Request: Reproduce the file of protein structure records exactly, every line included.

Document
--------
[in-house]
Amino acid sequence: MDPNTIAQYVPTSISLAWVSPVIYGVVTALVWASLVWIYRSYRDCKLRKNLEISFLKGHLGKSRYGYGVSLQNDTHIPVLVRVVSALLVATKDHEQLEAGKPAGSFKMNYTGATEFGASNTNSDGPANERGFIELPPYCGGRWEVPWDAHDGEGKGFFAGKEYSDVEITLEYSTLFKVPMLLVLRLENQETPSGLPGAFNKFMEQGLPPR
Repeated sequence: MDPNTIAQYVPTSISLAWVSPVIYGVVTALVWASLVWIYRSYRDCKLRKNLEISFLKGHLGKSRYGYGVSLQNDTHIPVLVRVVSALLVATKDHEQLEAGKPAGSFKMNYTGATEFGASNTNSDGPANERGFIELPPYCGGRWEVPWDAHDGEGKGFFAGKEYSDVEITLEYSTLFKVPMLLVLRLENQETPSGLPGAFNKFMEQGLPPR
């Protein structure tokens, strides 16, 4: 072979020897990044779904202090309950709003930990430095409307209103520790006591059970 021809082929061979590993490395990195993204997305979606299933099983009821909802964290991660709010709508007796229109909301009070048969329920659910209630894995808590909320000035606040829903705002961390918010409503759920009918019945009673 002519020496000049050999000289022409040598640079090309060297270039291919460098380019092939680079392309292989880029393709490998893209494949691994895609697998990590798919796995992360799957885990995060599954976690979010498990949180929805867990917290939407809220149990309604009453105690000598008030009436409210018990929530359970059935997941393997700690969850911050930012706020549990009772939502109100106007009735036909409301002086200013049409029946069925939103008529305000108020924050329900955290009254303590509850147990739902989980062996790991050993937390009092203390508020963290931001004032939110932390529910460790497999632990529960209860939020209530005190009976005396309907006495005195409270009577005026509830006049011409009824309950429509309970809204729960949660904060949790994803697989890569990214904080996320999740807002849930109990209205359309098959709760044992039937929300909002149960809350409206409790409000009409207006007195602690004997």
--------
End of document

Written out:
[in-house]
Amino acid sequence: MDPNTIAQYVPTSISLAWVSPVIYGVVTALVWASLVWIYRSYRDCKLRKNLEISFLKGHLGKSRYGYGVSLQNDTHIPVLVRVVSALLVATKDHEQLEAGKPAGSFKMNYTGATEFGASNTNSDGPANERGFIELPPYCGGRWEVPWDAHDGEGKGFFAGKEYSDVEITLEYSTLFKVPMLLVLRLENQETPSGLPGAFNKFMEQGLPPR
Repeated sequence: MDPNTIAQYVPTSISLAWVSPVIYGVVTALVWASLVWIYRSYRDCKLRKNLEISFLKGHLGKSRYGYGVSLQNDTHIPVLVRVVSALLVATKDHEQLEAGKPAGSFKMNYTGATEFGASNTNSDGPANERGFIELPPYCGGRWEVPWDAHDGEGKGFFAGKEYSDVEITLEYSTLFKVPMLLVLRLENQETPSGLPGAFNKFMEQGLPPR
């Protein structure tokens, strides 16, 4: 072979020897990044779904202090309950709003930990430095409307209103520790006591059970 021809082929061979590993490395990195993204997305979606299933099983009821909802964290991660709010709508007796229109909301009070048969329920659910209630894995808590909320000035606040829903705002961390918010409503759920009918019945009673 002519020496000049050999000289022409040598640079090309060297270039291919460098380019092939680079392309292989880029393709490998893209494949691994895609697998990590798919796995992360799957885990995060599954976690979010498990949180929805867990917290939407809220149990309604009453105690000598008030009436409210018990929530359970059935997941393997700690969850911050930012706020549990009772939502109100106007009735036909409301002086200013049409029946069925939103008529305000108020924050329900955290009254303590509850147990739902989980062996790991050993937390009092203390508020963290931001004032939110932390529910460790497999632990529960209860939020209530005190009976005396309907006495005195409270009577005026509830006049011409009824309950429509309970809204729960949660904060949790994803697989890569990214904080996320999740807002849930109990209205359309098959709760044992039937929300909002149960809350409206409790409000009409207006007195602690004997």